You can feel Shaun Francis’ excitement and passion when he talks about sweet potatoes. You may even find yourself becoming enraptured as you listen to him describe the tedious, but important work he and other researchers are doing at the University of Arkansas at Pine Bluff.
If you know anything about sweet potatoes, then you know October is harvest time for this southern, fall staple that has now become a year-round food product. Arkansas is among the top ten states in sweet potato production, which has increased substantially over the last 15 years. Nationwide, the USDA reported production increased by six percent each season from 2000 to 2014 and resulted in record high production of more than 29 million hundredweight (cwt).
Shaun Francis, a research horticulturist at UAPB’s School of Agriculture, Fisheries and Human Sciences is helping Arkansas farmers increase their yields with new planting materials. He works with small and limited-resource farmers on a variety of vegetable and fruit topics, with an emphasis on growing sweet potatoes.
“I get a lot of satisfaction from working with these farmers. I work with a guy in Brinkley, and just being able to go there once a week and figure it out piece by piece… it was like unraveling a puzzle. That’s one of the best things,” Francis said. “I worked with a group in Eudora, and it’s amazing to see how a group that had so little accomplish so much.”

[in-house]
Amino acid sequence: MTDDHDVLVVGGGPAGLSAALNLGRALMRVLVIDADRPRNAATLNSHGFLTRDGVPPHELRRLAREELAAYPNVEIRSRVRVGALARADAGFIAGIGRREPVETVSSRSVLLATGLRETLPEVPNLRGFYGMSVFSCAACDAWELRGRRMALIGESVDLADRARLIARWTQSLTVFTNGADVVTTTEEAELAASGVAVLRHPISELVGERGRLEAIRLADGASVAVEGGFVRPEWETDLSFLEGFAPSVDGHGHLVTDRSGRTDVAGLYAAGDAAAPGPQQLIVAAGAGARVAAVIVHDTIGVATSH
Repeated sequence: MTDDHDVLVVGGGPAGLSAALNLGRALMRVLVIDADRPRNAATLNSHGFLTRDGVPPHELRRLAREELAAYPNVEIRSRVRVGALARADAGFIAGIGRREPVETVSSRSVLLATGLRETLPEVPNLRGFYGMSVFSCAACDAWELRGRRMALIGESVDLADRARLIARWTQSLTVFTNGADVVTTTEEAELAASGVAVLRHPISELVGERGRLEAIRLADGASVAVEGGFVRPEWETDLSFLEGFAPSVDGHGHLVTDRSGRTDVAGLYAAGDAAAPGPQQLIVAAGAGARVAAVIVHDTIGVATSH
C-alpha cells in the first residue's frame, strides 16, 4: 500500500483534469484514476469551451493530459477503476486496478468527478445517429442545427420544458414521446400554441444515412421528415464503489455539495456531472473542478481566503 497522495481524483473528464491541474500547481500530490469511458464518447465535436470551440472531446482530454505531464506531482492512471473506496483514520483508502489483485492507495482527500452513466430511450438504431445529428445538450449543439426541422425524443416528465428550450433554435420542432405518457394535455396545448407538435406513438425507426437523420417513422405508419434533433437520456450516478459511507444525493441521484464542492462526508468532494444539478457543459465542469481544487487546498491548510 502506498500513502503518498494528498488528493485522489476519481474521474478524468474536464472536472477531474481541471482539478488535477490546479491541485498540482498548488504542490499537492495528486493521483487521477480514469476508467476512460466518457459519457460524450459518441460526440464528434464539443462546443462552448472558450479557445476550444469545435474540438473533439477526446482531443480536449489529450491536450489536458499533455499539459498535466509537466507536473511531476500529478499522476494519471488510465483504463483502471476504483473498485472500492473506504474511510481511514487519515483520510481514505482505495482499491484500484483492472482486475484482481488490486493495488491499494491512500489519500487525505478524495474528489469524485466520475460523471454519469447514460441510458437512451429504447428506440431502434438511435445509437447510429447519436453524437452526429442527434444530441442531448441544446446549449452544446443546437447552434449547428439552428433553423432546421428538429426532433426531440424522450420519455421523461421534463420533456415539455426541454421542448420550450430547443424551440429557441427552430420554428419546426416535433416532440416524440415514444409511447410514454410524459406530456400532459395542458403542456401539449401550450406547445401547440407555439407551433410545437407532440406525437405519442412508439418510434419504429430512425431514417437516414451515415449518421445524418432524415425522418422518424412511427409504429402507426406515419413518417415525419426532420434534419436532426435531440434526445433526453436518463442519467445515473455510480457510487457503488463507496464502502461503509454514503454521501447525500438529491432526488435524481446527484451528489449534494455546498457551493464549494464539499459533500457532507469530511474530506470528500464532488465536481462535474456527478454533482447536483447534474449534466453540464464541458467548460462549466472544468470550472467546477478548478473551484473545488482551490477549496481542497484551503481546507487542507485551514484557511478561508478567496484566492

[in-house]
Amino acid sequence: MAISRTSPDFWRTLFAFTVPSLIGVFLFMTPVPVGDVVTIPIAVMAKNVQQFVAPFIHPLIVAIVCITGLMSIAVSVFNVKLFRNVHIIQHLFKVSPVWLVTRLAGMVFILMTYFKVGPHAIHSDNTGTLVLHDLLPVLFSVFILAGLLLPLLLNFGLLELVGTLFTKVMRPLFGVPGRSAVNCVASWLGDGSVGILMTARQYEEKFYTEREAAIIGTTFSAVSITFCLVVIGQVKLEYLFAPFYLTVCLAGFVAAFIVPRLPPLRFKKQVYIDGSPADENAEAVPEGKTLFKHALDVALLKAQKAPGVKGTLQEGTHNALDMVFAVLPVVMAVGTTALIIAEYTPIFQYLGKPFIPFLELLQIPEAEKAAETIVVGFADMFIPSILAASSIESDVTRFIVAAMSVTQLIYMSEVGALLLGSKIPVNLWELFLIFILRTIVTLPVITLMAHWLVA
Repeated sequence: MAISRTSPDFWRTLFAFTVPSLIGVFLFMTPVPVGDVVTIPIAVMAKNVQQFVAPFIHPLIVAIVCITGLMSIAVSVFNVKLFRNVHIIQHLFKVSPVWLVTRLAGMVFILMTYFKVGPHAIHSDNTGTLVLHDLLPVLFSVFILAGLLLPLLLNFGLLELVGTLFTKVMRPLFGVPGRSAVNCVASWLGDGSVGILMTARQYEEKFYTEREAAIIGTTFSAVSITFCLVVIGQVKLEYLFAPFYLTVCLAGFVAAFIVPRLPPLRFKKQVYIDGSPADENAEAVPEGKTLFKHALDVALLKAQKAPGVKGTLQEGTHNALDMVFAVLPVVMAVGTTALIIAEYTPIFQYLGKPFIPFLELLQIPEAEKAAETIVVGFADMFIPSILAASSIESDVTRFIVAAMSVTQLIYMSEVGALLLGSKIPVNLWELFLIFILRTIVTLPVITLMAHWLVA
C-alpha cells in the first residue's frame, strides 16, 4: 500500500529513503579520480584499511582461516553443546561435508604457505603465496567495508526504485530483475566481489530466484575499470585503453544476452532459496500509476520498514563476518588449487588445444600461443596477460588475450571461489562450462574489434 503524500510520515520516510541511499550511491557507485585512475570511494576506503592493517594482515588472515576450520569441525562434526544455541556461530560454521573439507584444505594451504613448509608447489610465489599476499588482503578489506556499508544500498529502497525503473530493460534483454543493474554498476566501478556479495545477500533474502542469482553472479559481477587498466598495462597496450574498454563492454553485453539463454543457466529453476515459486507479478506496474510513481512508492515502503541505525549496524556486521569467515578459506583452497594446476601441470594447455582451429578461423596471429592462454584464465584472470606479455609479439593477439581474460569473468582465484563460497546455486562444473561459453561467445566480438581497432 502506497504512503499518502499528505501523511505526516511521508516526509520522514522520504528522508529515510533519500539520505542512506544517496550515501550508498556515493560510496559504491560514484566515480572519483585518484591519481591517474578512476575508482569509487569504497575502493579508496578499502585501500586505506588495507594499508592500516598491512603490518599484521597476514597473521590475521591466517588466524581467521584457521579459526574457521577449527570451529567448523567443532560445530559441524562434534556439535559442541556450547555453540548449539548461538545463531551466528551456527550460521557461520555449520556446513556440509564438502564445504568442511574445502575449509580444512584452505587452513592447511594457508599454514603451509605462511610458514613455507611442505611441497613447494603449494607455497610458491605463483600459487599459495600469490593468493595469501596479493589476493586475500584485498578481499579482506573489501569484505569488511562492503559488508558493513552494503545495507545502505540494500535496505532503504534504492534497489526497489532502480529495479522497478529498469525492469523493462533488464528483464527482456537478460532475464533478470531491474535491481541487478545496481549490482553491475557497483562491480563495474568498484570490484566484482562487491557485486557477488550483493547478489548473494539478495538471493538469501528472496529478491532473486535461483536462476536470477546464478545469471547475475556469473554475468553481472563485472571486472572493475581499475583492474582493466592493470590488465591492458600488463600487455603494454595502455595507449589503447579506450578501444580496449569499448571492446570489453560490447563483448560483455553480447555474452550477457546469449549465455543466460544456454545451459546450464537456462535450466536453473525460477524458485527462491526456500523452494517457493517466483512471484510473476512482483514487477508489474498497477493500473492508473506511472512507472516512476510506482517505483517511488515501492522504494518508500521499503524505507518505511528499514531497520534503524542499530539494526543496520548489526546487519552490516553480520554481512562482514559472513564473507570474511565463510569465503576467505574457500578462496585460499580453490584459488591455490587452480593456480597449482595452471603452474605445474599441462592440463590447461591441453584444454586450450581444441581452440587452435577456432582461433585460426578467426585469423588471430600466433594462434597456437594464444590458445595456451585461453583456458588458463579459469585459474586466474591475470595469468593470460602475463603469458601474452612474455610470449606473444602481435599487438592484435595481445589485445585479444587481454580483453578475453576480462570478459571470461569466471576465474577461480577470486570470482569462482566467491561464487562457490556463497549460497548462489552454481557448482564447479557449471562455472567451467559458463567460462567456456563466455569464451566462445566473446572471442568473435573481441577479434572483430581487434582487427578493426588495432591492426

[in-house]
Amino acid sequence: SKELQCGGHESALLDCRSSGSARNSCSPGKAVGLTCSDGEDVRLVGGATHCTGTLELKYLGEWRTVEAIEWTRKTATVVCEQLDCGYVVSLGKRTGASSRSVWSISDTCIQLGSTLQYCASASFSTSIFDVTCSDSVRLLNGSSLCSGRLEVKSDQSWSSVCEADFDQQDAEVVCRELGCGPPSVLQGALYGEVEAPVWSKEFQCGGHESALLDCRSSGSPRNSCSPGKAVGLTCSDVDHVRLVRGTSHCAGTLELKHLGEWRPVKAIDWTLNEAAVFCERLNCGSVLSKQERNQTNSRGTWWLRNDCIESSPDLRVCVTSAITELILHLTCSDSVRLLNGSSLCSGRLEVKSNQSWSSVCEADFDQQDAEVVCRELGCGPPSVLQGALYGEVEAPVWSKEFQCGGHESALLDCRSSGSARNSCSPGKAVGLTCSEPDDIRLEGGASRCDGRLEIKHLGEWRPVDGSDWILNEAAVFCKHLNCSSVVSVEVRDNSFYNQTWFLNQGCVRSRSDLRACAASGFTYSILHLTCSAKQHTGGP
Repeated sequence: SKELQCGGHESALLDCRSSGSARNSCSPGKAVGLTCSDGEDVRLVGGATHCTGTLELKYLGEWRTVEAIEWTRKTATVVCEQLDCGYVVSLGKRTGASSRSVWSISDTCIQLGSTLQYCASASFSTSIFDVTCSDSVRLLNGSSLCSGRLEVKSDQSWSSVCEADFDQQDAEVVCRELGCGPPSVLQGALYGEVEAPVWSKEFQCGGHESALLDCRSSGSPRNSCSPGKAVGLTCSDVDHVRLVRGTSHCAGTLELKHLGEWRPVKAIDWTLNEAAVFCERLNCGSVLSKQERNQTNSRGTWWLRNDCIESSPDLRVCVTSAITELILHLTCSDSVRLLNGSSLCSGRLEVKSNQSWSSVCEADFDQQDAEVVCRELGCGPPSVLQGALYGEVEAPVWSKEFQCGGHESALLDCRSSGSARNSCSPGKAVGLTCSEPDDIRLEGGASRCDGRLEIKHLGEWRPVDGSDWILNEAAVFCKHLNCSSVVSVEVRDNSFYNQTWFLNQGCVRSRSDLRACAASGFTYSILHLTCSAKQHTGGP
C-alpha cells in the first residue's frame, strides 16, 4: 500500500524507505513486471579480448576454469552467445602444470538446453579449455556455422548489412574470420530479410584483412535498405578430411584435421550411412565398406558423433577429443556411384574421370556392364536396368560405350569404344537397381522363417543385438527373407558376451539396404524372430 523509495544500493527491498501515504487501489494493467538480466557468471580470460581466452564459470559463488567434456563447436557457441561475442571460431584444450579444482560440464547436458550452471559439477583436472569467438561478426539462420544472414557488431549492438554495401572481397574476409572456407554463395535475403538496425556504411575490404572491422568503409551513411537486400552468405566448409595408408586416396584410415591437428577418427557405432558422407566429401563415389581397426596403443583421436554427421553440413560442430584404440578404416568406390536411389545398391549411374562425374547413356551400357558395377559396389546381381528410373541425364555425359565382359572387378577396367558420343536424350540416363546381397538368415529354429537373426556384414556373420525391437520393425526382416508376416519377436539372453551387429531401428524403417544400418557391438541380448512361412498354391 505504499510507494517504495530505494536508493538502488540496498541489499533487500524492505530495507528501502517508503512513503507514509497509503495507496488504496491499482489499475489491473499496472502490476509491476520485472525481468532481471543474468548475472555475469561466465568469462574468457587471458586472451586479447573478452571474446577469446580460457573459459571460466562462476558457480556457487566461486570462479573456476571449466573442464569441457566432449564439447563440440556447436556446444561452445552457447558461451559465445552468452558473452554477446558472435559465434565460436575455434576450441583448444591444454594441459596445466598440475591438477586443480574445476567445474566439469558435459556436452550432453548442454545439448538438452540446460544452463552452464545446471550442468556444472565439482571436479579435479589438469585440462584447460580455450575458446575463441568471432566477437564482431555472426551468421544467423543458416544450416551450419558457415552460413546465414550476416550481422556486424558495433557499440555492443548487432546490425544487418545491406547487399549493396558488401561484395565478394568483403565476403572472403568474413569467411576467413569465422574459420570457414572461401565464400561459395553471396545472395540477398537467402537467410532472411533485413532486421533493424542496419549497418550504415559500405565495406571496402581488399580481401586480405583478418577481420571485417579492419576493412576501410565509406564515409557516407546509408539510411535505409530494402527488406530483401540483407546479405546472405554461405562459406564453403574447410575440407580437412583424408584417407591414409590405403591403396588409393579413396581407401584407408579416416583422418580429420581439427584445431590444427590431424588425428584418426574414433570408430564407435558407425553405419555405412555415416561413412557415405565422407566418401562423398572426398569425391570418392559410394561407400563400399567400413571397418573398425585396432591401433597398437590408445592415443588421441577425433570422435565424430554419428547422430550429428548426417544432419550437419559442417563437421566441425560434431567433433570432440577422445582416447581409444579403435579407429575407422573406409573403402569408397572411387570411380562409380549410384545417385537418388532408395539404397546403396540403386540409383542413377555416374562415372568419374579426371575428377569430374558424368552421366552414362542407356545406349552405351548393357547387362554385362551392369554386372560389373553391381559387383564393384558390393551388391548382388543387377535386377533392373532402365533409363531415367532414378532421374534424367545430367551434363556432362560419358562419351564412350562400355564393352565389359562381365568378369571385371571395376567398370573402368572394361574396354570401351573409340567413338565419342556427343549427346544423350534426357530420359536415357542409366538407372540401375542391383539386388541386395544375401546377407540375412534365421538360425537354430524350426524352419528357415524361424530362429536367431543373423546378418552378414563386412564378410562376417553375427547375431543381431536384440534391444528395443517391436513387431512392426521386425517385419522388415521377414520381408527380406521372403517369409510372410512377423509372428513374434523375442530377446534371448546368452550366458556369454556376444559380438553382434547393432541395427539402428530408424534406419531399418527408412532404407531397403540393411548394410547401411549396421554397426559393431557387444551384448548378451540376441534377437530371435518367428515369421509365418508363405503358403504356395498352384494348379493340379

This season, Francis and other researchers expect the clean planting materials produced through UAPB’s Sweet Potato Foundation Seed Program will translate into an improved harvest for farmers throughout Arkansas. Farmers usually save seeds from a previous harvested crop and plant them the next year, repeating this cycle each season. New seed, never before planted is called generation one, or G1. “Every year, the sweet potatoes you save are a year older, and it’s not recommended to use beyond the fourth generation,” Francis said. However, many Arkansas farmers use G7 or G8 seeds, which often lead to diminished yields that contain viruses.
UAPB researchers go through a multi-step process to grow virus-free sweet potato plants. Those plants, produced in a lab, are then transferred to a greenhouse for multiplication, then finally to the field for production as seeds. The best roots are selected to sell to farmers as seed stock. UAPB’s Seed Program began selling its generation zero plants and G1 seeds in 2013 and expanded its program this year. “Our sweet potato program has saved the state’s largest farmer probably $20,000 just in travel costs by using our generation zero plants that he uses to grow G1 seed. Previously, he would go to Mississippi and Louisiana to purchase seeds. He accounts for about 3,000 of the 4,000 acres used for planting sweet potatoes in the state.”